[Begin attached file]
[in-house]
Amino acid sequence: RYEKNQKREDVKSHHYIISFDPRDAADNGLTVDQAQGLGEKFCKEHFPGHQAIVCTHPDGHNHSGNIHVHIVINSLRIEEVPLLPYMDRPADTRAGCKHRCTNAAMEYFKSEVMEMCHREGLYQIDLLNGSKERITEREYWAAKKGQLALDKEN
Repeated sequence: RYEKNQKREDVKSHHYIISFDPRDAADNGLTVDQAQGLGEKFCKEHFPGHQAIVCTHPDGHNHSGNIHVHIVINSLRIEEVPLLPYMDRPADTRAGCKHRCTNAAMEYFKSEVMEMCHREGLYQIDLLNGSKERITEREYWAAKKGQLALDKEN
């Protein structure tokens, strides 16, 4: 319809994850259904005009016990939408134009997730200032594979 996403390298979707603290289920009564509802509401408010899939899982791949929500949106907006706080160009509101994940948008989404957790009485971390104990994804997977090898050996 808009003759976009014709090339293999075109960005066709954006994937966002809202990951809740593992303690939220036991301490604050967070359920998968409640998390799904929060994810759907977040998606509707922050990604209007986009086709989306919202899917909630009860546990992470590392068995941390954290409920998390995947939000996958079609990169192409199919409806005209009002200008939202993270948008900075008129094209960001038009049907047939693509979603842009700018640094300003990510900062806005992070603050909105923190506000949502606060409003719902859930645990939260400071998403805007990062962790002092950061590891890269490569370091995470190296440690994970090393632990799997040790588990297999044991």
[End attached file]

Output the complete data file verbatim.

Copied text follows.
[in-house]
Amino acid sequence: RYEKNQKREDVKSHHYIISFDPRDAADNGLTVDQAQGLGEKFCKEHFPGHQAIVCTHPDGHNHSGNIHVHIVINSLRIEEVPLLPYMDRPADTRAGCKHRCTNAAMEYFKSEVMEMCHREGLYQIDLLNGSKERITEREYWAAKKGQLALDKEN
Repeated sequence: RYEKNQKREDVKSHHYIISFDPRDAADNGLTVDQAQGLGEKFCKEHFPGHQAIVCTHPDGHNHSGNIHVHIVINSLRIEEVPLLPYMDRPADTRAGCKHRCTNAAMEYFKSEVMEMCHREGLYQIDLLNGSKERITEREYWAAKKGQLALDKEN
């Protein structure tokens, strides 16, 4: 319809994850259904005009016990939408134009997730200032594979 996403390298979707603290289920009564509802509401408010899939899982791949929500949106907006706080160009509101994940948008989404957790009485971390104990994804997977090898050996 808009003759976009014709090339293999075109960005066709954006994937966002809202990951809740593992303690939220036991301490604050967070359920998968409640998390799904929060994810759907977040998606509707922050990604209007986009086709989306919202899917909630009860546990992470590392068995941390954290409920998390995947939000996958079609990169192409199919409806005209009002200008939202993270948008900075008129094209960001038009049907047939693509979603842009700018640094300003990510900062806005992070603050909105923190506000949502606060409003719902859930645990939260400071998403805007990062962790002092950061590891890269490569370091995470190296440690994970090393632990799997040790588990297999044991």